Monday, November 8, 2010

Across the Alley

Written by Richard Michelson, Illustrated by E. B. Lewis
Multicultural Children’s Picture Book: 2-6 
Stars: 5 (out of 5)

Summary: This is the story of two young boys who live right next to one another, but are not allowed to play together. Once everyone in their houses have fallen asleep, the boys open up their windows and form a strong friendship across the alley.

            This book is likely one that many kids can relate to. Often, children are the victims of their parents’ stereotypes. Thus, such children are forbidden from interacting or playing with a child of a different race, religion, ethnicity, etcetera, but do not understand why. To children, this other child is just someone who is seen as a potential friend or playmate. Children are able to look past differences and play with one another, not yet clouded by society, judgment, and issues of power. Similarly, for these two boys, sharing between their windows is nothing more than a friendship. While the boys are forbidden by their parents and grandparents to interact with one another, the two share late at night when everyone else is asleep. This story is powerful in that it is a view of differences from the eyes of a child. To children, who are not yet jaded, difference in insignificant and often something that goes unnoticed. In the end, the boys are caught, but instead of being scolded for their actions, they are rewarded and provided an opportunity to show off their new talents. I particularly like the way that the ending is handled, for often, endings of similar stories result in upset parents, only furthering the animosity and differences.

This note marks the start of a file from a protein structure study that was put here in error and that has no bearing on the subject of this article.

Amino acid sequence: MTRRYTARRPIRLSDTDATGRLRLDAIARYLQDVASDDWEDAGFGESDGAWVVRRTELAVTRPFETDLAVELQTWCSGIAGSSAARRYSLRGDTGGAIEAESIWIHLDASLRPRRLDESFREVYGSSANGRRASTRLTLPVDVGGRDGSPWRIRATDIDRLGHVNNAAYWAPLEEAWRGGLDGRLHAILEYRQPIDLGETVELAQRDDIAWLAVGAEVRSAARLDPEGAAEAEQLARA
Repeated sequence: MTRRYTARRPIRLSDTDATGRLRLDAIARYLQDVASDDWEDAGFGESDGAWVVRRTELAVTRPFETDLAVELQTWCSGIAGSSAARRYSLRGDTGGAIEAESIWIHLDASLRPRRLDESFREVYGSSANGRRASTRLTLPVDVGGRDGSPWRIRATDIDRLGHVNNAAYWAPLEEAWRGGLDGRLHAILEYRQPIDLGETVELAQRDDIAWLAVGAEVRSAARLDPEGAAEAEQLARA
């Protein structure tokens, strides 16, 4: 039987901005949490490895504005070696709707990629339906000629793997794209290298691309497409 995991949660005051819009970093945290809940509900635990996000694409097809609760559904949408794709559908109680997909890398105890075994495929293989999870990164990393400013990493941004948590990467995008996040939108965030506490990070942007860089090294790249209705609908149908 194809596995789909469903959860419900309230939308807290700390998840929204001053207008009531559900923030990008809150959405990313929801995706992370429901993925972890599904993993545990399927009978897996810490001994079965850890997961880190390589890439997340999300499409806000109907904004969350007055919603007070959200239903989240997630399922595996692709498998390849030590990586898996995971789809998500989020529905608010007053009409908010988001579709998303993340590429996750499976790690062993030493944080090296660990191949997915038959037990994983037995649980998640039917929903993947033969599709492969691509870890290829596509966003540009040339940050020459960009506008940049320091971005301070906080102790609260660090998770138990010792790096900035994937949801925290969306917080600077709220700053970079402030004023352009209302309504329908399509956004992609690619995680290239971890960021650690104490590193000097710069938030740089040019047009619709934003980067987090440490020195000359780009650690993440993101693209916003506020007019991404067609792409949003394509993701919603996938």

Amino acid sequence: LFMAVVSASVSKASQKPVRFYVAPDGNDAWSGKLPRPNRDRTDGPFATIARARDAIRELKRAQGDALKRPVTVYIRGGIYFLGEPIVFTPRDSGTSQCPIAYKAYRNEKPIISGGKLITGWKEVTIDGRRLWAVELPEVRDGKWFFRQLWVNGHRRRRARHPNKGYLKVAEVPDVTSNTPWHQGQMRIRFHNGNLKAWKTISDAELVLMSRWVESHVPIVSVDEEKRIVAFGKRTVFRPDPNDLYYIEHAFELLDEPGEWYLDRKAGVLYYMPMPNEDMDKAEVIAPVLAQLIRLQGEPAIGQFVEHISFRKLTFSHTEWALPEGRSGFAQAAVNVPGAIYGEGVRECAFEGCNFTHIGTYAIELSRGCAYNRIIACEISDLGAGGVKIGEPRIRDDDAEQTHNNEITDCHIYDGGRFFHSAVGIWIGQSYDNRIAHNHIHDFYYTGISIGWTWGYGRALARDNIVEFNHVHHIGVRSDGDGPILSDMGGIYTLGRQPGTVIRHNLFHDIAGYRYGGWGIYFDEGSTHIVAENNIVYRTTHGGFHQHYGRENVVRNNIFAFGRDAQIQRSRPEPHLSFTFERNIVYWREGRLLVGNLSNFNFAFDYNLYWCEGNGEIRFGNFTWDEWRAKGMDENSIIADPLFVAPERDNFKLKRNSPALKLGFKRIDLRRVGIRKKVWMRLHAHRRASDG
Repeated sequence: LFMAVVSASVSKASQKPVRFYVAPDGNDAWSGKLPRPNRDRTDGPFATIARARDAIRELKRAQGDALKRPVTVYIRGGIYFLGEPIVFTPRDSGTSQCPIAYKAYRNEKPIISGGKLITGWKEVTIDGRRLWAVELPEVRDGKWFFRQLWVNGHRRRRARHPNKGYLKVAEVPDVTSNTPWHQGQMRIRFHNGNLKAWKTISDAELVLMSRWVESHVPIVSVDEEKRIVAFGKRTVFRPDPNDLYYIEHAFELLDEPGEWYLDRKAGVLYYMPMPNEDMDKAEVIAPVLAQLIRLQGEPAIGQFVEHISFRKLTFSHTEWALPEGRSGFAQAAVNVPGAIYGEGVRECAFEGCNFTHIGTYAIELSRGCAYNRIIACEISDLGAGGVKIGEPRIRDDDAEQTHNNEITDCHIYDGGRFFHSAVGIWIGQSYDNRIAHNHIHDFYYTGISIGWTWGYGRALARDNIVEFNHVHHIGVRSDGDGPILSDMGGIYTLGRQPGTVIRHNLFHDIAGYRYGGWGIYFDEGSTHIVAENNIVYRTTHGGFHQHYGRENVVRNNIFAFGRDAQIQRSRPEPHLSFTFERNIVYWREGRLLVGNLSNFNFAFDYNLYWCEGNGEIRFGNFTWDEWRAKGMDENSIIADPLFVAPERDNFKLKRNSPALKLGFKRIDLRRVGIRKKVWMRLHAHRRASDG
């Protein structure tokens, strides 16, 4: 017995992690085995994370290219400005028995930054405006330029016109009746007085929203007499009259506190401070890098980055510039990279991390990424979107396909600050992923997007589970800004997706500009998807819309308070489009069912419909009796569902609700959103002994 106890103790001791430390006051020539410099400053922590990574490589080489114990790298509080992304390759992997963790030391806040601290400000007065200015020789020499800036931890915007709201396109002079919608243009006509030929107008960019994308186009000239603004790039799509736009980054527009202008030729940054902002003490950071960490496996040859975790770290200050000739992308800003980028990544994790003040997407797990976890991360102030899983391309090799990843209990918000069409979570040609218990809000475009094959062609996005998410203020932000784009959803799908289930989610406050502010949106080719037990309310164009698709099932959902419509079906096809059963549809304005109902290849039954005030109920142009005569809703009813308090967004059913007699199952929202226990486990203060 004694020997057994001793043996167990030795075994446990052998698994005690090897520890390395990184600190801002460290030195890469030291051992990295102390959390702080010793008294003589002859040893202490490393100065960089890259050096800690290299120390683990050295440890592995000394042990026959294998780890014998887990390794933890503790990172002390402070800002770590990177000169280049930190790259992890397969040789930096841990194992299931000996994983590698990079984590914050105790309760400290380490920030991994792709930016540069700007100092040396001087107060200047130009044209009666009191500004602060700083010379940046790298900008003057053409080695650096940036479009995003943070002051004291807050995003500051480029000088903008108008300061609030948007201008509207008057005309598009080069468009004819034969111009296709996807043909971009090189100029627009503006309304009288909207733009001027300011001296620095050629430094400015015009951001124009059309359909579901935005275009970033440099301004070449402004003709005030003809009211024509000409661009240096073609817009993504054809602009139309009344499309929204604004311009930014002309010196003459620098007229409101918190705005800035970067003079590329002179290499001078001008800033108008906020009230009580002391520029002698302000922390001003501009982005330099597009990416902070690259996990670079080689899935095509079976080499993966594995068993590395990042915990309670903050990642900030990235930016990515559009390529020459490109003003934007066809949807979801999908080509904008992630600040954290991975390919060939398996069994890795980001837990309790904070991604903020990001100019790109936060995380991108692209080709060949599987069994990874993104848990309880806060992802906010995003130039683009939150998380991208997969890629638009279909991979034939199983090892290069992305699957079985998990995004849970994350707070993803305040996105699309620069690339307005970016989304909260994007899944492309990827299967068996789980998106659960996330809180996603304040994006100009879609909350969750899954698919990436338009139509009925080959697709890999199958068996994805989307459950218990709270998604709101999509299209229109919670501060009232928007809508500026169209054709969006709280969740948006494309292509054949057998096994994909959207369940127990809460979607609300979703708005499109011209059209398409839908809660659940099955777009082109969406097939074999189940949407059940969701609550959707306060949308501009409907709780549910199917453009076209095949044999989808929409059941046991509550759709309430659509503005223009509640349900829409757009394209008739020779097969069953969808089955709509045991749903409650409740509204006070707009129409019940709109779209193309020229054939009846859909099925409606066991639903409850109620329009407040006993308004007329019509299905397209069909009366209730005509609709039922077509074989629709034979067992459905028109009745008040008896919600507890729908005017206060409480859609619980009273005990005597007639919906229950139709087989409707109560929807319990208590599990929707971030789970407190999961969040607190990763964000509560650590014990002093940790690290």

The two boys in the story share their talents and passions with one another. One child plays the violin, while the other is a baseball player. The violinist teaches his baseball friend how to play the violin, while the baseball player teaches the violinist to catch a baseball. This book would provide an opportunity for my students to explore their own talents, and to share those with the rest of the class. By giving each child an opportunity to share something that they are passionate about or particularly good at, all of the students could learn from one another. This would be a time for those who might be minority students, ethnically different, racially diverse, religious or nonreligious, female or male, etcetera, to share with one another. This experience would broaden students’ awareness of other cultures, hobbies, and important aspects of their classmate’s lives. 

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